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Siesta Key Spiced Rum 750ml

FL, USA- Bouquet of tropical fruit and spices with a pinch of burnt brown sugar greets the nose, leading to a smooth, spicy body of cinnamon, allspice and white pepper that hovers over vanilla and fruit notes.

STATE
SPIRITS TYPE
SPIRITS STYLE
ABV
35%
TASTE
Medium, Fruit, Spice, Brown Sugar, Complex
SKU
117890750-1

Siesta Key Spiced Rum 750ml

$28.99
+WASLT
Limited Quantity
Puyallup
Aisle 08, Left
Available
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Spirits are not eligible for shipping to California.
Quantity
*Price, vintage and availability may vary by store.
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OVERVIEW

Strawberry Daiquiri Cocktail

1 oz. La Caña Grande Silver Rum
4 oz. Master of Mixes Strawberry Daiquiri
Strawberry to garnish


Pour La Caña Grande Silver Rum into blender with ice. Add Master of Mixes Strawberry Daiquiri. Blend until smooth. Pout into glass and granish with strawberry.

Siesta Key Rum is named for a beautiful barrier island off Sarasota, on Florida’s western coast. Drum Circle Distilling, which produced the rums, takes its name from a Siesta Key tradition that started spontaneously many years ago. Every Sunday, about an hour before sunset, locals and visitors gather to listen to musicians in a drum circle while watching the sun set over the Gulf of Mexico. Distillery founder Troy Roberts says his goal was to put the essence of this friendly and laid-back little island into a bottle of rum.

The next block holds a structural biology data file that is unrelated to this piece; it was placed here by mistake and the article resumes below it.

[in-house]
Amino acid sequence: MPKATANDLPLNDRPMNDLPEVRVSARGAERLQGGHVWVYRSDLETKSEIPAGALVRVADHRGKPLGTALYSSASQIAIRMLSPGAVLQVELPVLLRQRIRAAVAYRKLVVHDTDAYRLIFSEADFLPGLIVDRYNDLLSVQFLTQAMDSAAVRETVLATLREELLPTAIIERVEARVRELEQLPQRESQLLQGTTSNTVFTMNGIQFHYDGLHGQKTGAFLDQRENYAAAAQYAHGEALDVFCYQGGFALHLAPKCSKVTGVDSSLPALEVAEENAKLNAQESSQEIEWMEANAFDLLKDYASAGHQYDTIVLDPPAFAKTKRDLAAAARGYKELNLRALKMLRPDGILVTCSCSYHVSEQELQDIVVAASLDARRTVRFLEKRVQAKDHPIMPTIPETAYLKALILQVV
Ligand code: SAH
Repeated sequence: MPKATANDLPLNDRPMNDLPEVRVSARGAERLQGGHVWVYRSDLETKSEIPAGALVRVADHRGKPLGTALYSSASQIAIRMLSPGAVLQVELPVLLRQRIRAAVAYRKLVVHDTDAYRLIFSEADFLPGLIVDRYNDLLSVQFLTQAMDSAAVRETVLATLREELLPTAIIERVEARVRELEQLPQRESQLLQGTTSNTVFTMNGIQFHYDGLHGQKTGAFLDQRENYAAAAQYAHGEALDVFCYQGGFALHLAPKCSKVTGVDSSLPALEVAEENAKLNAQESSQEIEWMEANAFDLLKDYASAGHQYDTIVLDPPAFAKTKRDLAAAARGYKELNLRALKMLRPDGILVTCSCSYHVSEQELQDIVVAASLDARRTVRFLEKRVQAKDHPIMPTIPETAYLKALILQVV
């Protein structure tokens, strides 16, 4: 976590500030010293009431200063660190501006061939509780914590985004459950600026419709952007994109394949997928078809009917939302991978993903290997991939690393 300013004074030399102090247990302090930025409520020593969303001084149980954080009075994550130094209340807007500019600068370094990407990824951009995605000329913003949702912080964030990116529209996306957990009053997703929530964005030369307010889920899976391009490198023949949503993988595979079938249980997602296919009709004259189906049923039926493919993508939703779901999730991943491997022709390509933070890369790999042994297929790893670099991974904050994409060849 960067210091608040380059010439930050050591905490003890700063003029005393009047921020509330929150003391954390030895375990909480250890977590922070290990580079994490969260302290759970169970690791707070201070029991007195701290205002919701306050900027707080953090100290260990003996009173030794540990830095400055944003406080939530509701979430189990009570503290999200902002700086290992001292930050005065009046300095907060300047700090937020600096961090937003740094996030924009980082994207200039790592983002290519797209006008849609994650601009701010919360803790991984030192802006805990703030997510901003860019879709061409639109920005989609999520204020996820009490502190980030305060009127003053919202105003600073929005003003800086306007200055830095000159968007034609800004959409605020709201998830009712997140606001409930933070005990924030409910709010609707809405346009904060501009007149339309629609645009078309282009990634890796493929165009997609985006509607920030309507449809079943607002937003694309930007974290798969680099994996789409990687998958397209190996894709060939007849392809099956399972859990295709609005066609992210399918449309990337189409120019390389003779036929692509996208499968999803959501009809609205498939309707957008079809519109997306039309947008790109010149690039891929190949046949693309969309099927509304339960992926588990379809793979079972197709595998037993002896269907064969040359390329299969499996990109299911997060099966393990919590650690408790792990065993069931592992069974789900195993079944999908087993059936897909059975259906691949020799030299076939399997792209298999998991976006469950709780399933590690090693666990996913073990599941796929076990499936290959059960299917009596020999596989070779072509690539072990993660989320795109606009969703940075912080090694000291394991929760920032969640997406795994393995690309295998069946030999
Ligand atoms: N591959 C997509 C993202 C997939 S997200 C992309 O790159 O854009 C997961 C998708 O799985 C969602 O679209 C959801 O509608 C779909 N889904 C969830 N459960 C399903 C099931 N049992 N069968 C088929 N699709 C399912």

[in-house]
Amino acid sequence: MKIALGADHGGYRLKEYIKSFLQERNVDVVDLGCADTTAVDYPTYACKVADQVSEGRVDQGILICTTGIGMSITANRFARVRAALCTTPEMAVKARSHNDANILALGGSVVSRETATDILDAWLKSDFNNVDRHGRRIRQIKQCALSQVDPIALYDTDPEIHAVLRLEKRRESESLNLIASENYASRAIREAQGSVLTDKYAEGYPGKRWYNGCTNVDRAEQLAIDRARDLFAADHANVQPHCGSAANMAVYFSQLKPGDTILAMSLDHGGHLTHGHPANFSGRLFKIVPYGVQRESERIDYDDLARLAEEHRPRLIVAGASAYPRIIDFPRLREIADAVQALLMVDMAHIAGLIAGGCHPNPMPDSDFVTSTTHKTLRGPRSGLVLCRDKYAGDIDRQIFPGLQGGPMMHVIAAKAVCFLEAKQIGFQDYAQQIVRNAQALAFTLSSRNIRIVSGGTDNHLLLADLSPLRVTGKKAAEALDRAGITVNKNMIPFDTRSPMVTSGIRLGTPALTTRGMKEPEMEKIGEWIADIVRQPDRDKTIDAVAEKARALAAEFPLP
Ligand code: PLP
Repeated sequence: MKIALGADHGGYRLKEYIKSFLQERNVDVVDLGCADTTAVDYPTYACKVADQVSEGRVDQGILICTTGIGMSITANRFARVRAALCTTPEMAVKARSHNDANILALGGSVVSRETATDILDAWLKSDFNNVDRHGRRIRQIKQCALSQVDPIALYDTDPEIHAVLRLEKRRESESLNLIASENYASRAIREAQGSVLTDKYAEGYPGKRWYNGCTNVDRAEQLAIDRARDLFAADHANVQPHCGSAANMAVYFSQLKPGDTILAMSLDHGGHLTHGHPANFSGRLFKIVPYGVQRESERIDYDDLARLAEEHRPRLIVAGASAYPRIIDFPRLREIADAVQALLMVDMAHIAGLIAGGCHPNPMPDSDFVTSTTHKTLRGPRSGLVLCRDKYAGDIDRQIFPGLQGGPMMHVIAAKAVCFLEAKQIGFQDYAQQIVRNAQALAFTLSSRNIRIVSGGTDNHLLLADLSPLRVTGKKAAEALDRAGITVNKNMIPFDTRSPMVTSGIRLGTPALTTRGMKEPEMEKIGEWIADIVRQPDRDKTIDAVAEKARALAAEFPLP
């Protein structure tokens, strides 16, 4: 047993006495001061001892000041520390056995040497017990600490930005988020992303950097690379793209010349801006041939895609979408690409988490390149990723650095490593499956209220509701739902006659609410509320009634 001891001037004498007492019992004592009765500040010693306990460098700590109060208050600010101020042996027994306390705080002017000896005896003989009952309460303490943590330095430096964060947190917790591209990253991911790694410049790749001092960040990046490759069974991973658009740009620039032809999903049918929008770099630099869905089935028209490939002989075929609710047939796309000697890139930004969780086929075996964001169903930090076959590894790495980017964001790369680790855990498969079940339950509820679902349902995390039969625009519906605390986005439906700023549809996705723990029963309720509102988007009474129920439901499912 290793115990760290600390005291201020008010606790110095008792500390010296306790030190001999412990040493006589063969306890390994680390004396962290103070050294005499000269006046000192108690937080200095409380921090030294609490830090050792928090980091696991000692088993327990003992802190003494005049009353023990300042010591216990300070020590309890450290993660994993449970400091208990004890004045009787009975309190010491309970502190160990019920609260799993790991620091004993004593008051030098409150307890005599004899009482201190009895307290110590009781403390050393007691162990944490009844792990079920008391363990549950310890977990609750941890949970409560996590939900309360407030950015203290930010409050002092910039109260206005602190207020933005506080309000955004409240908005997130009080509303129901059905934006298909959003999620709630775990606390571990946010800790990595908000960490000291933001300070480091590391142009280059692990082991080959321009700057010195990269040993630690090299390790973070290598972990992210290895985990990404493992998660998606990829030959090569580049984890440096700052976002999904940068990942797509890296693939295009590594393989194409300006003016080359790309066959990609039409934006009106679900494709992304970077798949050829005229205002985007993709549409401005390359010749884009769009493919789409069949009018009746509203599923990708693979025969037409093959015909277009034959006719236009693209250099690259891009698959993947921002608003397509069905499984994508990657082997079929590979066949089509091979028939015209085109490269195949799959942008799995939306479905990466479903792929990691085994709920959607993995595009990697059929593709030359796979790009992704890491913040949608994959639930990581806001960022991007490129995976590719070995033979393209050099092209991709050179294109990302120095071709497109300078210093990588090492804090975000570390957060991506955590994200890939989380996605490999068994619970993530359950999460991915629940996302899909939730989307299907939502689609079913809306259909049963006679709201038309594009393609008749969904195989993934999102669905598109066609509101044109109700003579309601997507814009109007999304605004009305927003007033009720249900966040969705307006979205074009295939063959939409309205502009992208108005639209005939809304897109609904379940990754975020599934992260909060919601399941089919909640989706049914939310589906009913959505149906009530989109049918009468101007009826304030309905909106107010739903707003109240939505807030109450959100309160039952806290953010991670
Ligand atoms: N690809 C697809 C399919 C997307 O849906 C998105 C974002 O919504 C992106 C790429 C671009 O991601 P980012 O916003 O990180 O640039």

Siesta Key rums are made in Sarasota in small batches using a single copper pot still. Every batch is hand-numbered at the distillery.

Rum, distilled from sugar cane or its byproducts, is synonymous with the island life. Sugar cane and rum production spread throughout the Caribbean after 1493, when Christopher Columbus brought sugar cane cuttings to the region. The plant was quick to flourish in the heat and humidity of the Caribbean region.

By the 1600s, island-made rums were in demand in England and its colonies. Part of the drink’s popularity is attributed to the Royal Navy, which gave its sailors daily rations of rum. That tradition lasted more than 300 years, until 1970.